WASHINGTON – Stung by the release of hundreds of diplomatic cables, the Obama administration on Monday ordered an investigation of the handling of dispatches that reveal behind-the-scenes diplomacy in candid detail that has embarrassed both the United States and foreign powers.
Jack Lew, director of the Office of Management and Budget, directed a government-wide review of data-handling, saying Sunday's disclosures by the WikiLeaks website were unacceptable.
Atty. Gen. Eric Holder told reporters at the Justice Department that authorities would prosecute if violations of federal law were found.
Worried that the disclosures will disrupt ties and make other governments wary of candid exchanges with U.S. officials, the administration is trying to demonstrate that it has not lost control of its confidential information. U.S. authorities believe the information was stolen by a disgruntled Army private, Bradley Manning, who had access to data networks as a low-level intelligence analyst and is now awaiting a court martial.
Secretary of State Hillary Rodham Clinton, who made calls to numerous world leaders in recent days to try to soften the impact of the disclosure, sought to downplay the significance of the dispatches.
"Our official foreign policy is not set through these messages, but here in Washington," she told reporters.
Clinton felt the impact of the controversy personally on Monday, as she met with the Turkish foreign minister, Ahmet Davutoglu, who told reporters that he intended to bring the WikiLeaks matter into their discussion.
One of the cables quotes an American official saying that Turkish Prime Minister Recep Tayyip Erdogan is surrounded by a "cabal of incompetent advisers."
Rep. Peter King (R-N.Y.) declared that the State Department should designate WikiLeaks as a foreign terrorist organization.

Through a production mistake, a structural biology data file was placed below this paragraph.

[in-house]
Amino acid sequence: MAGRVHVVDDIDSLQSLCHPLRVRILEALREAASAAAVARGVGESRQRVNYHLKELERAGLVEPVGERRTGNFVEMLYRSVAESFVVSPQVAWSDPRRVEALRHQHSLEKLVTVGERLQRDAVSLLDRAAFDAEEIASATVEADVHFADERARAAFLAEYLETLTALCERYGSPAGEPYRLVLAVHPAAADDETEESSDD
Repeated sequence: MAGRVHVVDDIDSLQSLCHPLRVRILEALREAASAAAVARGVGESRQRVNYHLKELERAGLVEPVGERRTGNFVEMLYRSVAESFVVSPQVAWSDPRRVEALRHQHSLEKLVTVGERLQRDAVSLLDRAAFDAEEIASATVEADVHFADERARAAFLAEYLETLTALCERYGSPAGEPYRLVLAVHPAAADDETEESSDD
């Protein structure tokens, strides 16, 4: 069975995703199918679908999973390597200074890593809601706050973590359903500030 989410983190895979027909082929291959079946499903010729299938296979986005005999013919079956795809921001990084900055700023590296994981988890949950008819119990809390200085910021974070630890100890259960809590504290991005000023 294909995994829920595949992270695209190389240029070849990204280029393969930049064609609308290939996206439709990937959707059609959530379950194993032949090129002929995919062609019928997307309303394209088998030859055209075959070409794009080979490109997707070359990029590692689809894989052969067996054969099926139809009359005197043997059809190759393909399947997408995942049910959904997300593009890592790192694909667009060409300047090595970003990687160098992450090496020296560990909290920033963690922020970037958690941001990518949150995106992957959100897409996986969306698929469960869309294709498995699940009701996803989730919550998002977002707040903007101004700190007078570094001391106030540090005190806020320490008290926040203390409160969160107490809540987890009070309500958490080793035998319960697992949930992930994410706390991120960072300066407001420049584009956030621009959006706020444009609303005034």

The Italian foreign minister, Franco Frattini, described the leaks as "the Sept. 11 of world diplomacy." A cable said unflatteringly that Italian Prime Minister Silvio Berlusconi had become the "mouthpiece" in Europe for Russian Prime Minister Vladimir Putin.
Iraqi officials reacted to a communiqué that quoted Saudi King Abdullah calling Iraqi Prime Minister Nouri Maliki a "liar" and saying he would not support him.
Hoshyar Zebari, the Iraqi foreign minister, said the cables' release was "damaging" and could hurt the long-delayed effort to form a new government.
"There is a mere chance for government formation, and it's poisoned by all these reports," Zebari said.
Several cables demonstrated grave concerns among Iran's neighbors about whether the goal of Tehran's nuclear program is to build a weapon, with some foreign leaders calling on the U.S. to take military action.
But Mahmoud Ahmadinejad, the Iranian president, brushed off the leaking of the cables as being orchestrated by the United States to pit Arab nations against his government.
"We are smart enough not to fall in this trap," Ahmadinejad said. "We will not even look at these documents."
U.S. tries to contain damage from WikiLeaks disclosures
The Obama administration orders an investigation of the handling of diplomatic cables as it tries to demonstrate that it has not lost control of its confidential information.
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